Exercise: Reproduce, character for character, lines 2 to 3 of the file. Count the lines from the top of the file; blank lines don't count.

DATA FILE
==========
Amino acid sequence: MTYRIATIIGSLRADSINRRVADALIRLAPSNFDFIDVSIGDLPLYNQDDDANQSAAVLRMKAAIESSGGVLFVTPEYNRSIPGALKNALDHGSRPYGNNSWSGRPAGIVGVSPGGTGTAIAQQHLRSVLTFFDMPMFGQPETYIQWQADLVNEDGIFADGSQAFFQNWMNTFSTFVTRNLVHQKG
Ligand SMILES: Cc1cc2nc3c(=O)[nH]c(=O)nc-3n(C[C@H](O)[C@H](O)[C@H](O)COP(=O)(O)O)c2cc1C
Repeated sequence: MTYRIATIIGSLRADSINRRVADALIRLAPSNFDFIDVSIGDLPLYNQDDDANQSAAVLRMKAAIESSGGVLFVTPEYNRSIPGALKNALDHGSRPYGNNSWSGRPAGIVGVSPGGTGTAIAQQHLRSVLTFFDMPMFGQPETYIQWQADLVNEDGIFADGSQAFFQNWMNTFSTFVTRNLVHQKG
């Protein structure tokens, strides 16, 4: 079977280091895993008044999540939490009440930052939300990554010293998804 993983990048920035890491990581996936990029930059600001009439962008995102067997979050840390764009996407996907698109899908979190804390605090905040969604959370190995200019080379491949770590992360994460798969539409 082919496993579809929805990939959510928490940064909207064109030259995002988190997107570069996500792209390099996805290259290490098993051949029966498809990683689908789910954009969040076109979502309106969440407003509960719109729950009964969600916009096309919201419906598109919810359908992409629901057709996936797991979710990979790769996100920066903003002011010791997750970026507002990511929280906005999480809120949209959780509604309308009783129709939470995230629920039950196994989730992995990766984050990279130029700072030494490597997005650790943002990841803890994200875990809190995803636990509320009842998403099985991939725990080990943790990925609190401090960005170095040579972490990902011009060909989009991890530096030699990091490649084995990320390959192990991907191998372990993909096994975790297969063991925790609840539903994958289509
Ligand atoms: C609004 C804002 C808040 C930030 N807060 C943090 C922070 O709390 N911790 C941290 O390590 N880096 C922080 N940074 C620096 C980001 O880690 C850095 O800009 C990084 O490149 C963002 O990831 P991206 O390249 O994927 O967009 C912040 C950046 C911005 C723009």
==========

Ligand SMILES: Cc1cc2nc3c(=O)[nH]c(=O)nc-3n(C[C@H](O)[C@H](O)[C@H](O)COP(=O)(O)O)c2cc1C
Repeated sequence: MTYRIATIIGSLRADSINRRVADALIRLAPSNFDFIDVSIGDLPLYNQDDDANQSAAVLRMKAAIESSGGVLFVTPEYNRSIPGALKNALDHGSRPYGNNSWSGRPAGIVGVSPGGTGTAIAQQHLRSVLTFFDMPMFGQPETYIQWQADLVNEDGIFADGSQAFFQNWMNTFSTFVTRNLVHQKG